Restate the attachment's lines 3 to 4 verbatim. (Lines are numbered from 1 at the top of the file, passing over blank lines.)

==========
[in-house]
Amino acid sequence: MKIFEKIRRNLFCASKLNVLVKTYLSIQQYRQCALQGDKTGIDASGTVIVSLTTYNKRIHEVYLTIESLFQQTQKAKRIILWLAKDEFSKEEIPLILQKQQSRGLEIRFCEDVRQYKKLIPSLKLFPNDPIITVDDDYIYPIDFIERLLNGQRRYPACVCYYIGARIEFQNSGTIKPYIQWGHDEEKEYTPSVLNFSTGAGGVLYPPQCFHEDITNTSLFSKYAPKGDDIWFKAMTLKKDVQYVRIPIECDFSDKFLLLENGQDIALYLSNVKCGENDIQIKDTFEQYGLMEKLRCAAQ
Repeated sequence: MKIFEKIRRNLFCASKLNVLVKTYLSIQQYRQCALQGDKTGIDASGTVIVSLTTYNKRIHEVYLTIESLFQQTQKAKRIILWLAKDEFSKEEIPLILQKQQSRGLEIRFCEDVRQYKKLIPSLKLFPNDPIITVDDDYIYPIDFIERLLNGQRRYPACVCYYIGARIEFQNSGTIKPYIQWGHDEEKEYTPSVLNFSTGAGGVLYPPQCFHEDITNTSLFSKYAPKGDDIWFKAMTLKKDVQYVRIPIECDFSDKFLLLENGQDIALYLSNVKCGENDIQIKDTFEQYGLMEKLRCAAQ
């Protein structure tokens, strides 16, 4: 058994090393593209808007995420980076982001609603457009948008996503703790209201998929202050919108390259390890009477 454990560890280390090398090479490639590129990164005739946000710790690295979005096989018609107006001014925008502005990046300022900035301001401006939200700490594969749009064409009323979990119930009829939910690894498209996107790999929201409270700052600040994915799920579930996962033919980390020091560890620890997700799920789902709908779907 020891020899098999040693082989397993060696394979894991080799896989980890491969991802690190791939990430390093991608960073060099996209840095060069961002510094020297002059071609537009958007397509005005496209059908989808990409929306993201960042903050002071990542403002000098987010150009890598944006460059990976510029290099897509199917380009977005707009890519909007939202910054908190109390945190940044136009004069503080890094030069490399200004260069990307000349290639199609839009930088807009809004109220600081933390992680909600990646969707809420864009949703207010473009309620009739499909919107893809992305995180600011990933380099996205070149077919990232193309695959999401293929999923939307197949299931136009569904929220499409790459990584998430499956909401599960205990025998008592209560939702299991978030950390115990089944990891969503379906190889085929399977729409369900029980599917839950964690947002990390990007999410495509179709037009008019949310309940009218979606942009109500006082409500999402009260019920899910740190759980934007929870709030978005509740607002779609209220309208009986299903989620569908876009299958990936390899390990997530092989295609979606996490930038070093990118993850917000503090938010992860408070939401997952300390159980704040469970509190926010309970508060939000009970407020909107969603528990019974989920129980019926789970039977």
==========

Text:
Repeated sequence: MKIFEKIRRNLFCASKLNVLVKTYLSIQQYRQCALQGDKTGIDASGTVIVSLTTYNKRIHEVYLTIESLFQQTQKAKRIILWLAKDEFSKEEIPLILQKQQSRGLEIRFCEDVRQYKKLIPSLKLFPNDPIITVDDDYIYPIDFIERLLNGQRRYPACVCYYIGARIEFQNSGTIKPYIQWGHDEEKEYTPSVLNFSTGAGGVLYPPQCFHEDITNTSLFSKYAPKGDDIWFKAMTLKKDVQYVRIPIECDFSDKFLLLENGQDIALYLSNVKCGENDIQIKDTFEQYGLMEKLRCAAQ
């Protein structure tokens, strides 16, 4: 058994090393593209808007995420980076982001609603457009948008996503703790209201998929202050919108390259390890009477 454990560890280390090398090479490639590129990164005739946000710790690295979005096989018609107006001014925008502005990046300022900035301001401006939200700490594969749009064409009323979990119930009829939910690894498209996107790999929201409270700052600040994915799920579930996962033919980390020091560890620890997700799920789902709908779907 020891020899098999040693082989397993060696394979894991080799896989980890491969991802690190791939990430390093991608960073060099996209840095060069961002510094020297002059071609537009958007397509005005496209059908989808990409929306993201960042903050002071990542403002000098987010150009890598944006460059990976510029290099897509199917380009977005707009890519909007939202910054908190109390945190940044136009004069503080890094030069490399200004260069990307000349290639199609839009930088807009809004109220600081933390992680909600990646969707809420864009949703207010473009309620009739499909919107893809992305995180600011990933380099996205070149077919990232193309695959999401293929999923939307197949299931136009569904929220499409790459990584998430499956909401599960205990025998008592209560939702299991978030950390115990089944990891969503379906190889085929399977729409369900029980599917839950964690947002990390990007999410495509179709037009008019949310309940009218979606942009109500006082409500999402009260019920899910740190759980934007929870709030978005509740607002779609209220309208009986299903989620569908876009299958990936390899390990997530092989295609979606996490930038070093990118993850917000503090938010992860408070939401997952300390159980704040469970509190926010309970508060939000009970407020909107969603528990019974989920129980019926789970039977």